Past projects

Projects with IMCCE PI‑ship


ESPaCE‑2 is the extension until 2020 of the European project FP7-ESPaCE (European Satellite Partnership for Computing Ephemerides, 2011-2015). This project is coordinated by IMCCE since 2011 and associates four of the seven partners from ESPaCE: IMCCE, TUB (Technische Universität Berlin ), TUD (Technical University of Delft), JIVE-ERIC (Joint Institute for VLBI in Europe). The goal is mainly to cooperate for the improvement or the development of ephemerides of natural satellites by exploiting new space based or ground based data issued either from archives or from observing campaigns.

Projects with IMCCE involvement

NEOShield: Earth Space Environment

The European project NEOShield aims at performing scientific research and technical development to reduce the geo-risk from Near-Earth Objects (NEOs) impact. NEOshield brings together several partners in a research consortium to lead technological and scientific developments around the mitigation of near-Earth asteroid hazards. The objective is to provide technological developments for kinetic impactors or other type of space missions to deflect a threatening asteoid, and to provide a better characterization of NEO properties. In particular, the rotation periods of target asteroids were obtained from observation campaigns on ground telescopes; validation of the deviation senarios is carried out by the Post-Mitigation Risk Assessment Tool (PMiRA). Based on this research, NEOTwIST offers a demonstration mission and the Impact calculator tool. These studies are funded by the European Commission in its FP7 and H2020 framework programs, their results are available here: NEOShield1 and NEOShield2.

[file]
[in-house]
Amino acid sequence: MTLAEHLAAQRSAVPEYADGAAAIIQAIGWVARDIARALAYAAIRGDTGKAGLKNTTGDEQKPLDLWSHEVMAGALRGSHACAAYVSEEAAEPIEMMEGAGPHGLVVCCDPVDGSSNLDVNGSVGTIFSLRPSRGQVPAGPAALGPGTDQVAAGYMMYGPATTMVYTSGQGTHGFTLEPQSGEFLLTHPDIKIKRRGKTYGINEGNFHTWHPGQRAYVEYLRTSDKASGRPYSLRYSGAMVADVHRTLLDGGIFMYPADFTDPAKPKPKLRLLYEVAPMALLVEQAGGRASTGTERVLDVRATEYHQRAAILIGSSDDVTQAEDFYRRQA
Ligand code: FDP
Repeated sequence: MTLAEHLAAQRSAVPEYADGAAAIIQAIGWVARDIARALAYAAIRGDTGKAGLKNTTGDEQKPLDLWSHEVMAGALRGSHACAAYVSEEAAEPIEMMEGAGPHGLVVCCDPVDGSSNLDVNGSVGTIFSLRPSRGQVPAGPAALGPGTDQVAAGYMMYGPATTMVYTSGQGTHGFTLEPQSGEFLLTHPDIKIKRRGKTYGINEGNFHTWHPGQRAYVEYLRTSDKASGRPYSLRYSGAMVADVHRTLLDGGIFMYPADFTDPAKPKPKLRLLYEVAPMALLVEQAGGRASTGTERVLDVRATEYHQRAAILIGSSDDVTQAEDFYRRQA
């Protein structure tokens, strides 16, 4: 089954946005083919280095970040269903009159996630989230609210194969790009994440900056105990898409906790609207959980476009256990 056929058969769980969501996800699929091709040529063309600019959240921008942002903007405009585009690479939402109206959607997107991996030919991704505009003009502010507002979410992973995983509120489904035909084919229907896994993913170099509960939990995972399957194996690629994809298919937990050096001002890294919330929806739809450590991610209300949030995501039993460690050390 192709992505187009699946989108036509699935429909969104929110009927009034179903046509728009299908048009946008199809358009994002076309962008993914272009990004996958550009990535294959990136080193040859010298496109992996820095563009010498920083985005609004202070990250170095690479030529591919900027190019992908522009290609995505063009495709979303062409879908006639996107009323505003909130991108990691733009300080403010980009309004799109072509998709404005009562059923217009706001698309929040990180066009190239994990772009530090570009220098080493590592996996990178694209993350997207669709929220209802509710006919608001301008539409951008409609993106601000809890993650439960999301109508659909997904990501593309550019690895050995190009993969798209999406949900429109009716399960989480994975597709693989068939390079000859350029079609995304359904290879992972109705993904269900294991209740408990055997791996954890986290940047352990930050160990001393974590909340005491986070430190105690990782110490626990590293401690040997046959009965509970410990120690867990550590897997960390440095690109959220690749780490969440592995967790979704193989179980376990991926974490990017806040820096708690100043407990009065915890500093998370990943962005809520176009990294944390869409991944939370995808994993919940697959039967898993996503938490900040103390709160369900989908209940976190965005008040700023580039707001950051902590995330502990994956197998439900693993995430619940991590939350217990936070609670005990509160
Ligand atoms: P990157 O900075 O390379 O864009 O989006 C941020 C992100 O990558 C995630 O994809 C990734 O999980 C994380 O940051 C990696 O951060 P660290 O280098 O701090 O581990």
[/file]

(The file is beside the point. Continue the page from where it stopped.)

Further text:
Research groups

Labex ESEP

ESEP is the French acronym of “Exploration Spatiale des Environnements Planétaires”, or “Space Exploration of Planetary Environments”. The idea of ESEP is to serve as a lever for collaboration and synergy between nine Space Exploration and Technology laboratories in and around Paris and Orléans, France. The strategic goal is to connect and exploit complementary know-how between the laboratories and foster R&D projects for new space instrumentation, projects that could not otherwise exist.


Whether life is singular or abundant in the universe has been a central question since the oldest times. It resonates in the background with fundamental questions that have been the subject of passionate and sometimes irrational debates throughout time: what is life, how can life emerge spontaneously from non-living systems, what is the probability that life will emerge, what are the conditions for the emergence of life, are they unique to the Earth or multiple in the universe, can we find it if it is the case? The OCAV project addresses these outstanding questions at the level of PSL Research University by stimulating and focusing the work of a pluri-disciplinary community of researchers expressing their interest in this area

Last update Wednesday 22 February 2023